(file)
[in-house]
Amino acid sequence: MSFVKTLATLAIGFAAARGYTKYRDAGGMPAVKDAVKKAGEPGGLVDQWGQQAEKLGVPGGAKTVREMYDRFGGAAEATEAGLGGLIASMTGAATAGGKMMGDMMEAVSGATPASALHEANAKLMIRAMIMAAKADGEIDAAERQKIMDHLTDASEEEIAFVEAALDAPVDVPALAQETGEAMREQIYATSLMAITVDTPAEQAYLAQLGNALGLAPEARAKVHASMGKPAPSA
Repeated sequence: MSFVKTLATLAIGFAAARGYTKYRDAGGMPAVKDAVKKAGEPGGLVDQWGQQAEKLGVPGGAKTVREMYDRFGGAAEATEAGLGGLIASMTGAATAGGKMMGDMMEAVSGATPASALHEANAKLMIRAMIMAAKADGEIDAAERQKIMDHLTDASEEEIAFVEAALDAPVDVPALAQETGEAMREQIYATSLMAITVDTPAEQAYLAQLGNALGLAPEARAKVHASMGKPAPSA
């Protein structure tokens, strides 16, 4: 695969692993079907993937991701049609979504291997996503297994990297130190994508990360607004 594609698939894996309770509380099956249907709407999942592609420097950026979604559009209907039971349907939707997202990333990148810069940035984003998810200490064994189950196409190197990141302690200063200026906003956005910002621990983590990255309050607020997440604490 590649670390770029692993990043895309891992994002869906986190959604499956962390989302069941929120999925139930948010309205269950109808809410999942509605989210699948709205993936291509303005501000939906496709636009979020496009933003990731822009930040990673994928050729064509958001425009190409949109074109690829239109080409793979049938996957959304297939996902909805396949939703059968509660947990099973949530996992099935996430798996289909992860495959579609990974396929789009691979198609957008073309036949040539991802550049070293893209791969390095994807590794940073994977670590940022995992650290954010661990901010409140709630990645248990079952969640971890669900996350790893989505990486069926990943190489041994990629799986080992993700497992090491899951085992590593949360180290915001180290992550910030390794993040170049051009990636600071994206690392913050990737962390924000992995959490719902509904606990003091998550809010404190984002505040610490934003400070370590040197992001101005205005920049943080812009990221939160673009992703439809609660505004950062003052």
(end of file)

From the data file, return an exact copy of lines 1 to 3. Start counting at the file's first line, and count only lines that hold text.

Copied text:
[in-house]
Amino acid sequence: MSFVKTLATLAIGFAAARGYTKYRDAGGMPAVKDAVKKAGEPGGLVDQWGQQAEKLGVPGGAKTVREMYDRFGGAAEATEAGLGGLIASMTGAATAGGKMMGDMMEAVSGATPASALHEANAKLMIRAMIMAAKADGEIDAAERQKIMDHLTDASEEEIAFVEAALDAPVDVPALAQETGEAMREQIYATSLMAITVDTPAEQAYLAQLGNALGLAPEARAKVHASMGKPAPSA
Repeated sequence: MSFVKTLATLAIGFAAARGYTKYRDAGGMPAVKDAVKKAGEPGGLVDQWGQQAEKLGVPGGAKTVREMYDRFGGAAEATEAGLGGLIASMTGAATAGGKMMGDMMEAVSGATPASALHEANAKLMIRAMIMAAKADGEIDAAERQKIMDHLTDASEEEIAFVEAALDAPVDVPALAQETGEAMREQIYATSLMAITVDTPAEQAYLAQLGNALGLAPEARAKVHASMGKPAPSA